Challenge course goes beyond the box

 

Elliott Pervinich loves his job. “I get paid to play,” he laughs. Elliott is modest.

He’s the challenge course coordinator for Georgetown Parks and Recreation. Challenge courses dot the central Texas area, but they’re generally located at university campuses or part of summer camp programs. Georgetown is one of a few cities that can boast its own challenge course, but many residents don’t even know that it’s there or what its purpose is.

Hidden among the trees near the North San Gabriel River, the challenge course offers organizations the opportunity to work on their group dynamics and teambuilding. The course consists of low team elements, such as walking across a wire cable suspended two feet off the ground, and high elements perched thirty-five feet above ground. Before a group is ready for the high element adventure, a lot of preparation takes place on the ground level.

“We run groups through various activities like tag game initiatives or problem-solving activities,” Elliott says. “Even in the tag games, we debrief the activities and make the group aware of what skills it took for them just to play the game. They have to be aware of their surroundings, aware of others’ abilities.” After the problem-solving activities, Elliott and the group talk about what worked, what didn’t work, how to improve the process the next time, and the skills it took for the group to succeed or to attempt the challenge. “It’s the same skills that require them to function as a group. We just try to make them more aware of their abilities, of themselves, and of each other to hopefully make them better when they leave.”

Elliott works with all ages and backgrounds, from children’s summer camps, athletic teams, and church groups to business corporations and substance abuse treatment programs. He can tailor a challenge course to fit a variety of ages, experiences, and abilities. Although the main object of the course is therapeutic recreation, Elliott admits that the course is physically challenging. But he would never turn anyone away because of physical limitations: “We’ll find a way to help everyone participate in the activities.”

Elliott understands the hesitation many face on the course. Some people are pushed outside their comfort zone just by showing up to participate. Elliott is right there with them. “I fear public speaking,” he says. “I fear heights. . . . A challenge course took me beyond public speaking, beyond the fear of heights. I still get butterflies before groups, I’m still not one hundred percent comfortable climbing a pole, but I have to do it anyway. I know every emotion they’re having. I know what it feels like to be uncomfortable with all that, and I can talk them through it.”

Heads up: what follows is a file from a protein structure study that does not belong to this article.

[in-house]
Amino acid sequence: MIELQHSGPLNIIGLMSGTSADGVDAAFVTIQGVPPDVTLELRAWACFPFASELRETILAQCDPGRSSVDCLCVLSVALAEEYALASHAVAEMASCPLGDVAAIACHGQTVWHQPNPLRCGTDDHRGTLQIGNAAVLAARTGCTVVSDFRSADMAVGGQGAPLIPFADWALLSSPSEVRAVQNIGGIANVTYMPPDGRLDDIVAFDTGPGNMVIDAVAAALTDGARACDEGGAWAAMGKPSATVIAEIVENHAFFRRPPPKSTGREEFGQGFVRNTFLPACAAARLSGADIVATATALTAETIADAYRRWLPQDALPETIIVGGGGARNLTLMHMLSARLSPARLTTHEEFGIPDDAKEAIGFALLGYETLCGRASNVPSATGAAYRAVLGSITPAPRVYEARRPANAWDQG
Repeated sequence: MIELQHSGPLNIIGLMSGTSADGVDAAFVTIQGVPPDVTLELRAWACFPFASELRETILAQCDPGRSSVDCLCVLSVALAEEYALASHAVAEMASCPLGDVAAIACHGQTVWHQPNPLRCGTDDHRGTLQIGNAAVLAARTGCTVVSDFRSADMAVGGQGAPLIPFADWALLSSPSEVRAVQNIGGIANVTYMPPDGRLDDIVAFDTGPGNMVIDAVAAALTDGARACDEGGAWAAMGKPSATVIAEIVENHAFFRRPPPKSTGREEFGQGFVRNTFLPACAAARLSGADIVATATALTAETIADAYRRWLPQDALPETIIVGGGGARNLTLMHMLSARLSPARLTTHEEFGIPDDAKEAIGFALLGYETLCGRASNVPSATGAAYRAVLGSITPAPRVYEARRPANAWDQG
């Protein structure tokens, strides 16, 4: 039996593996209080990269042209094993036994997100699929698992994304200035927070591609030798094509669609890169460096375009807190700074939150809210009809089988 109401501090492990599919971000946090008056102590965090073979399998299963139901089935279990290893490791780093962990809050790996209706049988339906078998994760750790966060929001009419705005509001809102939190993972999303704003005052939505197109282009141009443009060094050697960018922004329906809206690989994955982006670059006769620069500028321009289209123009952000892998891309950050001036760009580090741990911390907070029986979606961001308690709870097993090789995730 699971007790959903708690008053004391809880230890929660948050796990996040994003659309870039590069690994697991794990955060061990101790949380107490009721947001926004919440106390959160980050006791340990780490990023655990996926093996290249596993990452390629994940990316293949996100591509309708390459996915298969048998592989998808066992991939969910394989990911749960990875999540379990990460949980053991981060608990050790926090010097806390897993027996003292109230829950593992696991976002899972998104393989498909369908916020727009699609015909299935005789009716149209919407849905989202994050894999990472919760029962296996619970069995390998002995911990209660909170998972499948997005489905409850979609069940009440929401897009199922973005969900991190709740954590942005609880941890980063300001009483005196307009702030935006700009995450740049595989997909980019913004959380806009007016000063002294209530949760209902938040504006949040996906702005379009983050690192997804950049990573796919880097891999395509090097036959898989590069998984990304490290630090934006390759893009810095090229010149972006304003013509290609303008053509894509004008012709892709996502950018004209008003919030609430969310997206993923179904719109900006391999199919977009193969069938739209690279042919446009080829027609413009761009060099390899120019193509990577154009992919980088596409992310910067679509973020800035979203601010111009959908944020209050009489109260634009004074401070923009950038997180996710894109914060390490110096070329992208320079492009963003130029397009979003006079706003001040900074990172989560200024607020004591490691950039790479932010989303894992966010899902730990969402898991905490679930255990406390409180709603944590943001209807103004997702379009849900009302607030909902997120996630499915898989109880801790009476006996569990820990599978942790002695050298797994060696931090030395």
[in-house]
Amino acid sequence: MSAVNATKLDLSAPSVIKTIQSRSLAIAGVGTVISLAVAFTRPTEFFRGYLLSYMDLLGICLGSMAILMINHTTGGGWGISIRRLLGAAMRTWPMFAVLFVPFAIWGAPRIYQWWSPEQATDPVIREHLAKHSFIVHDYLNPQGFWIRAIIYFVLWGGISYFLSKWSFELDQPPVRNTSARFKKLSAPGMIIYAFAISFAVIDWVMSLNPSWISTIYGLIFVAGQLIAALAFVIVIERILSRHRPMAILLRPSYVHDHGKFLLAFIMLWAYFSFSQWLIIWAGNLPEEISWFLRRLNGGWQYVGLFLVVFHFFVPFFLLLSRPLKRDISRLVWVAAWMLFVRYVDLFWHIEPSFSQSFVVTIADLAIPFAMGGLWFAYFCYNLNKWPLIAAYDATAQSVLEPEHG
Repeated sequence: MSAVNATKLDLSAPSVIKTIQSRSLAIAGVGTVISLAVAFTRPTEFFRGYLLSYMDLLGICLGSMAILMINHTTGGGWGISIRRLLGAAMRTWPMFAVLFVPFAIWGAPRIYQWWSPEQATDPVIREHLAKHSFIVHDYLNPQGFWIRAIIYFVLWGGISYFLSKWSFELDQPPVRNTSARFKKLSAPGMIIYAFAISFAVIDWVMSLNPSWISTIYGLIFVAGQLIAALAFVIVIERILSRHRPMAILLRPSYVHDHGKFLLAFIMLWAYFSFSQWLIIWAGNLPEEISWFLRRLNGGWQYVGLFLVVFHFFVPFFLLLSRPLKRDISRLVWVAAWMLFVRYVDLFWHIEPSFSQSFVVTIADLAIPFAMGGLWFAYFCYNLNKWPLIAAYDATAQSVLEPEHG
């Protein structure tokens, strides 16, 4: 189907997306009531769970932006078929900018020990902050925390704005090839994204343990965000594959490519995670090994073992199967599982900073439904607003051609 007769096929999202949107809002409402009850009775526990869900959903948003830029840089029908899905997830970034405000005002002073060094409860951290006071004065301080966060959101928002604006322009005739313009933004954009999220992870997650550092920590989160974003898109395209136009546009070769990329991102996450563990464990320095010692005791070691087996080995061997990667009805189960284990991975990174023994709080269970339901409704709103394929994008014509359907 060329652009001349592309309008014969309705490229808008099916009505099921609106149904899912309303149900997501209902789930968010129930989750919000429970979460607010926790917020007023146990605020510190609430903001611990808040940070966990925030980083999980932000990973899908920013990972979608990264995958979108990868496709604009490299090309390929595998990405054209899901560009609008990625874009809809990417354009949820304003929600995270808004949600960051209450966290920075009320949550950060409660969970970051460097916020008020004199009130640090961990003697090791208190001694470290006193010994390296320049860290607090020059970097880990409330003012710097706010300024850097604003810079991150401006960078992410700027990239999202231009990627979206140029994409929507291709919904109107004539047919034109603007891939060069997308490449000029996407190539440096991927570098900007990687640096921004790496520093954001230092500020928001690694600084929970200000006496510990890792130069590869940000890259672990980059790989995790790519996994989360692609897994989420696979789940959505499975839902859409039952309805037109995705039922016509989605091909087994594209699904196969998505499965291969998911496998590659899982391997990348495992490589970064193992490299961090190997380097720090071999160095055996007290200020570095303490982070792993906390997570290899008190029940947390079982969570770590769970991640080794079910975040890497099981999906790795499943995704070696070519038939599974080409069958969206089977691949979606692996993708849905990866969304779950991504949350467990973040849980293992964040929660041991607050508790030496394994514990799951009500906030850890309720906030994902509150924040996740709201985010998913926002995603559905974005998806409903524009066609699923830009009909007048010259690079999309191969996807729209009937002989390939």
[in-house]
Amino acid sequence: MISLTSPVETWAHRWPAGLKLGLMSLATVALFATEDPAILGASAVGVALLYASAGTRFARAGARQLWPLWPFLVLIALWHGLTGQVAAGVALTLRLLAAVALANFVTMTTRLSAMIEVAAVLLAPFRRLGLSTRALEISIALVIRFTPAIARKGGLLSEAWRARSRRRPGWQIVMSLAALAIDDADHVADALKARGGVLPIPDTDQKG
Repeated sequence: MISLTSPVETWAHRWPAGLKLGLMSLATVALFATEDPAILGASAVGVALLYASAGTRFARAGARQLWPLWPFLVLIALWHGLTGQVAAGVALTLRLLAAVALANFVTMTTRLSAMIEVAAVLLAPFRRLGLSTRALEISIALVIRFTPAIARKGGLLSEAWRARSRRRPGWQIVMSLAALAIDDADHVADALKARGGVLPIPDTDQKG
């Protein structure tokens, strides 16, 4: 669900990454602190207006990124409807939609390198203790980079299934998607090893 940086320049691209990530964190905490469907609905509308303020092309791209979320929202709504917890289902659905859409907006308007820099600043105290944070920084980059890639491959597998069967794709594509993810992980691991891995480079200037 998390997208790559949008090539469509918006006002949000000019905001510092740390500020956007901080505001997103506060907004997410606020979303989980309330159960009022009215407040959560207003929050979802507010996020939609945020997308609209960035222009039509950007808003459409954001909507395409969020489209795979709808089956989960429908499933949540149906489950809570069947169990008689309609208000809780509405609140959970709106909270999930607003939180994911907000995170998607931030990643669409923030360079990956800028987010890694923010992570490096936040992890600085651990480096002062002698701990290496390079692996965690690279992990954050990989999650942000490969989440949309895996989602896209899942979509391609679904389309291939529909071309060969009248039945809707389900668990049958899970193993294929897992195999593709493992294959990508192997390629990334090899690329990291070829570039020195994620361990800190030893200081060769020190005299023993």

On the flip side, Elliott loves creating fun activities. He keeps records of each visiting group and the games they play. One volleyball team has come for four years in a row, and he makes sure they play different games each year. Elliott’s creativity and innovative games won Program of the Year from the Texas Experiential Resources Association, a group of which Elliott is now president.

The same year he won the award, Elliott also presented at TERA’s annual conference, speaking on the idea of throwing away the box. “My process on [thinking outside the box] is sometimes you put yourself in a bigger box,” Elliott explains. “Why not explore every corner of the box? Go explore that idea that no one wants to look at.”

Elliott’s philosophy is what keeps Georgetown’s challenge course energetic, vitalized, and—most important—fun.


For rates and more information about the challenge course, visit challengecourse.georgetown.org or contact Elliott at 512-931-2757.

For more information about Texas Experiential Resources Association, visit www.txtera.org.

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